Skip to main content

Posts

Showing posts from May, 2007

Gerry McGovern comments on Google and IM

His article title is Google changes information management and discusses, with his usual directness and humour, how Google has changed the face of information management (IM) - key quote for me (and probably all the organisations I have ever worked for): In many situations it is easier to find something on a website by using the public Google search engine than by using the website’s own search engine. This is an incredible situation. Think about it. Google, which indexes 12 billion pages, is doing a better job than, for example, a search engine that indexes 12,000. And his reasoning as to the why is totally on the head: A great many organizations simply don’t professionally manage their information. They simply store it. I would, however, add that Google isn't just changing IM, they are taking it out of the hands of the highly paid, jargon using and loosely-coupled-to-reality IM practitioners. They are also forcing it away from IT departments and back into the hands of those that

Information Architecture ... no, no, wake up, it's cool

Ok, it's not cool as in iPhon e cool, or Wellingtonista cool ( subscribe ) or even stunning Wellington day cool. But it is bloody useful and it spins my wheels. And I've just* discovered Louis Resenfield's site/blog which makes my life a gazzillion times easier when I do my job. Louis Rosenfield wrote the IA bible, Information Architecture for the World Wide Web . If you're into helping people make information available, findable and usable then you must buy a copy. What else did I find: Information architects on communicating to IT managers Putting the "I" back in IT [ Web slide show ] The No-Knead Approach to Information Architecture Intro | Part 2 | Part 3 | Part 4 Probably loads more will come your way now that I have subscribed * I have no idea why it's taken me so long ... not thinking really.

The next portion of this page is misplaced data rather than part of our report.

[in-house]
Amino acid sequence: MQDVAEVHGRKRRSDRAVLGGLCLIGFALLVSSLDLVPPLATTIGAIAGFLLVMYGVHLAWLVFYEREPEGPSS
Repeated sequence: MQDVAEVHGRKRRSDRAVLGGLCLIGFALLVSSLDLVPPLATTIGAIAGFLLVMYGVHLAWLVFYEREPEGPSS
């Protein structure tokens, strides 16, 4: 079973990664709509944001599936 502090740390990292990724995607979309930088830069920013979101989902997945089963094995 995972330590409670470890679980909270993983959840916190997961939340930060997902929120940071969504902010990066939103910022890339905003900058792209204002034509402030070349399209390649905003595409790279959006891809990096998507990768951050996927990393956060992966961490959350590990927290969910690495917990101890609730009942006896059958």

Telling lies at work

Nice posting from the Jim Donovan (CEO of Fronde) regarding openness and honesty : If you don’t deep-down do ‘openness’ and ‘honesty’, you’d be better off not claiming otherwise - you’ll be reviled the minute you show your true colours. Openness and honesty have to come from deep-seated personal values that are lived and demonstrated. I agree. Sitting around in nice warm (!) offices pontificating with your work peers about how the organisation values are so cool and will lead to greater profit with chirpier minions staff will not achieve much (possibly a loss of respect from those that get to hear what you're doing). Do it. Be it. Model it for others. People need to see a behaviour that directly reflects the values (whatever they might be) that the organisation claims to be. In the example at my work we have values of 'trust' and 'openness'. One of the ways that I am keen to have those values enacted is to remove the convoluted publishing process we have for th